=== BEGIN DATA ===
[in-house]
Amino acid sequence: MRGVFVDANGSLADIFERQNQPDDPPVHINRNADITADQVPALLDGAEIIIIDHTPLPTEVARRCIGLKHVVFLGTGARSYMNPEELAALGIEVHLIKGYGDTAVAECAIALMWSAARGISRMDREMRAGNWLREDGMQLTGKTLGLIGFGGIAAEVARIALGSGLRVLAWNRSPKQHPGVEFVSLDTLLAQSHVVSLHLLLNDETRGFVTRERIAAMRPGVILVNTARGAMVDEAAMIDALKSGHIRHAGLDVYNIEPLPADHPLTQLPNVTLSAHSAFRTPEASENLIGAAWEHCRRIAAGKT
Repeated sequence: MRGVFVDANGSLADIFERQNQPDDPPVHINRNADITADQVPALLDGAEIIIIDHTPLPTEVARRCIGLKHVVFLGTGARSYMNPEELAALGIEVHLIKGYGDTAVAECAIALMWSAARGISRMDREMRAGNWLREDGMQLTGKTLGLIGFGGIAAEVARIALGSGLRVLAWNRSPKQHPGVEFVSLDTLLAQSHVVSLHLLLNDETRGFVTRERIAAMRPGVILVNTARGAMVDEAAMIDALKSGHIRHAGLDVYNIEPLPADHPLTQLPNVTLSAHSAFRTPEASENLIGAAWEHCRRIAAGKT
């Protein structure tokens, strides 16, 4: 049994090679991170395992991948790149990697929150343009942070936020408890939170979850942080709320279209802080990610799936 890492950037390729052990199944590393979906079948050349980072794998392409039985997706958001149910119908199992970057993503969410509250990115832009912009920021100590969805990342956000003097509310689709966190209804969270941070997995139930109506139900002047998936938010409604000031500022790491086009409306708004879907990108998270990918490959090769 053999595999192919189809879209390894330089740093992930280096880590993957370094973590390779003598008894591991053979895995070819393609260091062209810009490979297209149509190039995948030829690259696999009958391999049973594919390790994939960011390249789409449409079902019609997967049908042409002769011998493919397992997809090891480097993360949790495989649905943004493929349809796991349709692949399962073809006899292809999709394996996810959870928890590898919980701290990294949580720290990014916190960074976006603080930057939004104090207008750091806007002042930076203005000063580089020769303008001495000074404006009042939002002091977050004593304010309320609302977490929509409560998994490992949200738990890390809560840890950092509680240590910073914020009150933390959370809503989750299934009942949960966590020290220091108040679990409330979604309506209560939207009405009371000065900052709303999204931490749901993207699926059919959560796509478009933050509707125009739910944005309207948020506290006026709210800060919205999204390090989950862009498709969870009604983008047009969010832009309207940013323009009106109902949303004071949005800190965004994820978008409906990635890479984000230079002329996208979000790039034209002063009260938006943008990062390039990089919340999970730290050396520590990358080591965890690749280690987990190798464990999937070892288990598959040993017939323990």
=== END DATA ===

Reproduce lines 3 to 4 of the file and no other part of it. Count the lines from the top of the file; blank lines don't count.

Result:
Repeated sequence: MRGVFVDANGSLADIFERQNQPDDPPVHINRNADITADQVPALLDGAEIIIIDHTPLPTEVARRCIGLKHVVFLGTGARSYMNPEELAALGIEVHLIKGYGDTAVAECAIALMWSAARGISRMDREMRAGNWLREDGMQLTGKTLGLIGFGGIAAEVARIALGSGLRVLAWNRSPKQHPGVEFVSLDTLLAQSHVVSLHLLLNDETRGFVTRERIAAMRPGVILVNTARGAMVDEAAMIDALKSGHIRHAGLDVYNIEPLPADHPLTQLPNVTLSAHSAFRTPEASENLIGAAWEHCRRIAAGKT
């Protein structure tokens, strides 16, 4: 049994090679991170395992991948790149990697929150343009942070936020408890939170979850942080709320279209802080990610799936 890492950037390729052990199944590393979906079948050349980072794998392409039985997706958001149910119908199992970057993503969410509250990115832009912009920021100590969805990342956000003097509310689709966190209804969270941070997995139930109506139900002047998936938010409604000031500022790491086009409306708004879907990108998270990918490959090769 053999595999192919189809879209390894330089740093992930280096880590993957370094973590390779003598008894591991053979895995070819393609260091062209810009490979297209149509190039995948030829690259696999009958391999049973594919390790994939960011390249789409449409079902019609997967049908042409002769011998493919397992997809090891480097993360949790495989649905943004493929349809796991349709692949399962073809006899292809999709394996996810959870928890590898919980701290990294949580720290990014916190960074976006603080930057939004104090207008750091806007002042930076203005000063580089020769303008001495000074404006009042939002002091977050004593304010309320609302977490929509409560998994490992949200738990890390809560840890950092509680240590910073914020009150933390959370809503989750299934009942949960966590020290220091108040679990409330979604309506209560939207009405009371000065900052709303999204931490749901993207699926059919959560796509478009933050509707125009739910944005309207948020506290006026709210800060919205999204390090989950862009498709969870009604983008047009969010832009309207940013323009009106109902949303004071949005800190965004994820978008409906990635890479984000230079002329996208979000790039034209002063009260938006943008990062390039990089919340999970730290050396520590990358080591965890690749280690987990190798464990999937070892288990598959040993017939323990």